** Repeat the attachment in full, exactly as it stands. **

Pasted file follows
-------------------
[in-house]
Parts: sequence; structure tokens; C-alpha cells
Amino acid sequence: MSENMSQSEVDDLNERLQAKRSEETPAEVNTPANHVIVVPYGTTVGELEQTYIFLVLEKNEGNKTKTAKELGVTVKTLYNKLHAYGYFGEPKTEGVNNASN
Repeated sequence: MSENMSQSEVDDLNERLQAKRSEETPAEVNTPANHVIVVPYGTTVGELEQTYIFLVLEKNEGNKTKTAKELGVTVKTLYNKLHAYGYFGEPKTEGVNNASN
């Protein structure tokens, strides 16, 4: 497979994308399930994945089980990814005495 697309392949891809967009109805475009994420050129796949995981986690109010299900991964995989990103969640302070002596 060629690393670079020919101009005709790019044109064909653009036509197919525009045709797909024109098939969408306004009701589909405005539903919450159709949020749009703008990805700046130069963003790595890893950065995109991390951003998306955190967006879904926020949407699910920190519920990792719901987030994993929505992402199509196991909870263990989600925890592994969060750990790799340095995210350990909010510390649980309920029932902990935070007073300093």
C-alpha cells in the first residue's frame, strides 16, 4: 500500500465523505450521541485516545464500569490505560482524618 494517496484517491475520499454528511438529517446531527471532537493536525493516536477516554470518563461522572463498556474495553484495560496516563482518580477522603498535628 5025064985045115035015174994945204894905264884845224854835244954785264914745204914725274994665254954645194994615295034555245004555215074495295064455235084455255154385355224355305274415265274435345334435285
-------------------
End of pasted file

[in-house]
Parts: sequence; structure tokens; C-alpha cells
Amino acid sequence: MSENMSQSEVDDLNERLQAKRSEETPAEVNTPANHVIVVPYGTTVGELEQTYIFLVLEKNEGNKTKTAKELGVTVKTLYNKLHAYGYFGEPKTEGVNNASN
Repeated sequence: MSENMSQSEVDDLNERLQAKRSEETPAEVNTPANHVIVVPYGTTVGELEQTYIFLVLEKNEGNKTKTAKELGVTVKTLYNKLHAYGYFGEPKTEGVNNASN
């Protein structure tokens, strides 16, 4: 497979994308399930994945089980990814005495 697309392949891809967009109805475009994420050129796949995981986690109010299900991964995989990103969640302070002596 060629690393670079020919101009005709790019044109064909653009036509197919525009045709797909024109098939969408306004009701589909405005539903919450159709949020749009703008990805700046130069963003790595890893950065995109991390951003998306955190967006879904926020949407699910920190519920990792719901987030994993929505992402199509196991909870263990989600925890592994969060750990790799340095995210350990909010510390649980309920029932902990935070007073300093």
C-alpha cells in the first residue's frame, strides 16, 4: 500500500465523505450521541485516545464500569490505560482524618 494517496484517491475520499454528511438529517446531527471532537493536525493516536477516554470518563461522572463498556474495553484495560496516563482518580477522603498535628 5025064985045115035015174994945204894905264884845224854835244954785264914745204914725274994665254954645194994615295034555245004555215074495295064455235084455255154385355224355305274415265274435345334435285